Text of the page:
Walesa updates supporters on the Round Table Talks on March 12, 1989. Three months later, Solidarity would sweep elections for Poland's newly created bicameral parliament.
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Walesa updates supporters on the Round Table Talks on March 12, 1989. Three months later, Solidarity would sweep elections for Poland's newly created bicameral parliament.

Walesa looks on as Bronislaw Geremek, a Polish academic who played a key role in the Round Table Agreement, raises his hand during the inaugural session of the Polish parliament's first multiparty session in history, on July 4, 1989. Geremek was a member of the lower house of parliament, the Sejm, and went on to serve as foreign minister from 1997-2000.
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Walesa looks on as Bronislaw Geremek, a Polish academic who played a key role in the Round Table Agreement, raises his hand during the inaugural session of the Polish parliament's first multiparty session in history, on July 4, 1989. Geremek was a member of the lower house of parliament, the Sejm, and went on to serve as foreign minister from 1997-2000.

Walesa addresses a crowd at the Three Crosses, a monument at the Gdansk Shipyard honoring more than 40 workers killed during a 1970 uprising, on the ninth anniversary of the Gdansk agreement on August 31, 1989.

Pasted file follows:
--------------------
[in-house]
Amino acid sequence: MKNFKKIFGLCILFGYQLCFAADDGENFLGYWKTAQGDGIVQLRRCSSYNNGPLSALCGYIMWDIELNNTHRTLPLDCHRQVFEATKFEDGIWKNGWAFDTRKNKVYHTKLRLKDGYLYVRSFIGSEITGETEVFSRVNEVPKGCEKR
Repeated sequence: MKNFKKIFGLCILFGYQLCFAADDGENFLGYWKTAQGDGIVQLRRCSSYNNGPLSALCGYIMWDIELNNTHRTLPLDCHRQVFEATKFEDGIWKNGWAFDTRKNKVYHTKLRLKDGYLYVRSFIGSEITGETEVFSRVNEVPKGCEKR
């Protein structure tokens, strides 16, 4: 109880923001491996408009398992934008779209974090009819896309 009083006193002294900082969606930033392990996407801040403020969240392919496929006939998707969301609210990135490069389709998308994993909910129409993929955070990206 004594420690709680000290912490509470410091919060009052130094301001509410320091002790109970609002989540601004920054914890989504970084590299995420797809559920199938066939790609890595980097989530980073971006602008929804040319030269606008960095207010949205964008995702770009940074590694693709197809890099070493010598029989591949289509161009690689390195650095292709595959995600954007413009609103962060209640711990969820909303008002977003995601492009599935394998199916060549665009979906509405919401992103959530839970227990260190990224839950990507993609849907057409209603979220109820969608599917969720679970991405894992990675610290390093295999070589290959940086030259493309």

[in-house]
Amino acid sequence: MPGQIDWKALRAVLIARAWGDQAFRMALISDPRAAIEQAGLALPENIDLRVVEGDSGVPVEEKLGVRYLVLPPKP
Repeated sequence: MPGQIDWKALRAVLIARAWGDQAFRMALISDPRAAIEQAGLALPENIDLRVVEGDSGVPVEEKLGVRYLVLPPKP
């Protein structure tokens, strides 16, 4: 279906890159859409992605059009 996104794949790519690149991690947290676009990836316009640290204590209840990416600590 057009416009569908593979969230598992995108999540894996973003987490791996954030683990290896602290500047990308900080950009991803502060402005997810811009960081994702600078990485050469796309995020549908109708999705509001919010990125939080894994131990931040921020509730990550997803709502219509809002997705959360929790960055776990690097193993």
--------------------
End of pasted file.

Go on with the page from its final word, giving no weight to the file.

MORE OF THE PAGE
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Walesa addresses a crowd at the Three Crosses, a monument at the Gdansk Shipyard honoring more than 40 workers killed during a 1970 uprising, on the ninth anniversary of the Gdansk agreement on August 31, 1989.

Walesa and Czech President Vaclav Havel bantering in a Warsaw pub in March 1998. The men, both former smokers, reportedly shared stories about how they each gave up the habit.
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Walesa and Czech President Vaclav Havel bantering in a Warsaw pub in March 1998. The men, both former smokers, reportedly shared stories about how they each gave up the habit.

Walesa posing in front of a symbolic Berlin Wall domino stone in the German capital, 20 years after the fall of the Berlin Wall, on November 9, 2009.
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Walesa posing in front of a symbolic Berlin Wall domino stone in the German capital, 20 years after the fall of the Berlin Wall, on November 9, 2009.

Walesa, who was awarded the Nobel Peace Prize in 1983, joined fellow laureates Mikhail Gorbachev, Frederik Willem de Klerk, and Jimmy Carter at a panel discussion in Chicago, Illinois, in April 2012.
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Walesa, who was awarded the Nobel Peace Prize in 1983, joined fellow laureates Mikhail Gorbachev, Frederik Willem de Klerk, and Jimmy Carter at a panel discussion in Chicago, Illinois, in April 2012.

Walesa talks with film director Andrzej Wajda during a ceremony at Warsaw's Royal Castle on June 4, 2013. Wajda is the director of "Walesa: The Man Of Hope," a controversial new biopic about Walesa's life and political career.
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Walesa talks with film director Andrzej Wajda during a ceremony at Warsaw's Royal Castle on June 4, 2013. Wajda is the director of "Walesa: The Man Of Hope," a controversial new biopic about Walesa's life and political career.